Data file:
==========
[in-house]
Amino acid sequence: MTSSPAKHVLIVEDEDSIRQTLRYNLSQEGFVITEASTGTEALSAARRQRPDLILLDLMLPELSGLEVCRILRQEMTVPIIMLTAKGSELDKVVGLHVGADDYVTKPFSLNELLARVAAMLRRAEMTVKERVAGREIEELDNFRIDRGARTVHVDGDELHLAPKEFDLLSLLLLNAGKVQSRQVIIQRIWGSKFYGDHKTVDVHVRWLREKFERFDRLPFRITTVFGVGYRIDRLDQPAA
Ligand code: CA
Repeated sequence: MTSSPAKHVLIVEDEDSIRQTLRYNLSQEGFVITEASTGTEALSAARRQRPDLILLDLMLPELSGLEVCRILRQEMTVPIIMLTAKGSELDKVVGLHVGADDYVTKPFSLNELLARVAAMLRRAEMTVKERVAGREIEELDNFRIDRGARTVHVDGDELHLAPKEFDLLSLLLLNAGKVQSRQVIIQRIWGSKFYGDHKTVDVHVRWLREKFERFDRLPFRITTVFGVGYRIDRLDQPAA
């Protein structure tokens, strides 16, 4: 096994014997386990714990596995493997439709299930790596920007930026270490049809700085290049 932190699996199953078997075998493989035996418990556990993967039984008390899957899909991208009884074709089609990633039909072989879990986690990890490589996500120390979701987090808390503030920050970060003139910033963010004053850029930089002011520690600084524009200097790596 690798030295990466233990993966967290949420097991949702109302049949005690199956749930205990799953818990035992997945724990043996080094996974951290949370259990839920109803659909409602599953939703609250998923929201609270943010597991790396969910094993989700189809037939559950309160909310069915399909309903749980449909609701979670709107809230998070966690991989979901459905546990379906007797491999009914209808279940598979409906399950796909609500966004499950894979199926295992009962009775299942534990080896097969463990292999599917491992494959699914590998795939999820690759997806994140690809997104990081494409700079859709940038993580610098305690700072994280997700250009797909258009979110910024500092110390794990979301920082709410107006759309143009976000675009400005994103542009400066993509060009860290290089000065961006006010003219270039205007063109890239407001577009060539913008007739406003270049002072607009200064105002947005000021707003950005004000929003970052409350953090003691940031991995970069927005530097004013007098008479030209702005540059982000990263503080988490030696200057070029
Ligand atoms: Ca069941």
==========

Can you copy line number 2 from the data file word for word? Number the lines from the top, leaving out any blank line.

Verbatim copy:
Amino acid sequence: MTSSPAKHVLIVEDEDSIRQTLRYNLSQEGFVITEASTGTEALSAARRQRPDLILLDLMLPELSGLEVCRILRQEMTVPIIMLTAKGSELDKVVGLHVGADDYVTKPFSLNELLARVAAMLRRAEMTVKERVAGREIEELDNFRIDRGARTVHVDGDELHLAPKEFDLLSLLLLNAGKVQSRQVIIQRIWGSKFYGDHKTVDVHVRWLREKFERFDRLPFRITTVFGVGYRIDRLDQPAA